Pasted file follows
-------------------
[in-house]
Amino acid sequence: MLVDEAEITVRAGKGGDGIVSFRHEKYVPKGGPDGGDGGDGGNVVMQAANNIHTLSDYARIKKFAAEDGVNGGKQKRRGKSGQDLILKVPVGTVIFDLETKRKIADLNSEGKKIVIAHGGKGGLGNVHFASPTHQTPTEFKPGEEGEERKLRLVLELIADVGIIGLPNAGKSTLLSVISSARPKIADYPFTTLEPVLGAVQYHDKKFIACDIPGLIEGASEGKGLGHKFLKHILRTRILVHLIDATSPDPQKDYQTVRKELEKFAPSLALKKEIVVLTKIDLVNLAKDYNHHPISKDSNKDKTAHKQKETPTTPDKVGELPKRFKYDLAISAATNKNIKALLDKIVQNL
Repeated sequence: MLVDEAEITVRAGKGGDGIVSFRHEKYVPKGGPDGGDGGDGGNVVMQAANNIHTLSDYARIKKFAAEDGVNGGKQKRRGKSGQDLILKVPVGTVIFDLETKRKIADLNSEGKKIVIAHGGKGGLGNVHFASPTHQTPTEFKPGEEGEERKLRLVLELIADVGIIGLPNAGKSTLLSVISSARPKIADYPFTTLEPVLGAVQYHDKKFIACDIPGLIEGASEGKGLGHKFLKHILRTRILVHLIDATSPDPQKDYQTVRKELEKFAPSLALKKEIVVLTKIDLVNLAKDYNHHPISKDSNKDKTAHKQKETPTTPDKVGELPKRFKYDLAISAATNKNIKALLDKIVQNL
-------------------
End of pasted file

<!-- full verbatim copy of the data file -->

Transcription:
[in-house]
Amino acid sequence: MLVDEAEITVRAGKGGDGIVSFRHEKYVPKGGPDGGDGGDGGNVVMQAANNIHTLSDYARIKKFAAEDGVNGGKQKRRGKSGQDLILKVPVGTVIFDLETKRKIADLNSEGKKIVIAHGGKGGLGNVHFASPTHQTPTEFKPGEEGEERKLRLVLELIADVGIIGLPNAGKSTLLSVISSARPKIADYPFTTLEPVLGAVQYHDKKFIACDIPGLIEGASEGKGLGHKFLKHILRTRILVHLIDATSPDPQKDYQTVRKELEKFAPSLALKKEIVVLTKIDLVNLAKDYNHHPISKDSNKDKTAHKQKETPTTPDKVGELPKRFKYDLAISAATNKNIKALLDKIVQNL
Repeated sequence: MLVDEAEITVRAGKGGDGIVSFRHEKYVPKGGPDGGDGGDGGNVVMQAANNIHTLSDYARIKKFAAEDGVNGGKQKRRGKSGQDLILKVPVGTVIFDLETKRKIADLNSEGKKIVIAHGGKGGLGNVHFASPTHQTPTEFKPGEEGEERKLRLVLELIADVGIIGLPNAGKSTLLSVISSARPKIADYPFTTLEPVLGAVQYHDKKFIACDIPGLIEGASEGKGLGHKFLKHILRTRILVHLIDATSPDPQKDYQTVRKELEKFAPSLALKKEIVVLTKIDLVNLAKDYNHHPISKDSNKDKTAHKQKETPTTPDKVGELPKRFKYDLAISAATNKNIKALLDKIVQNL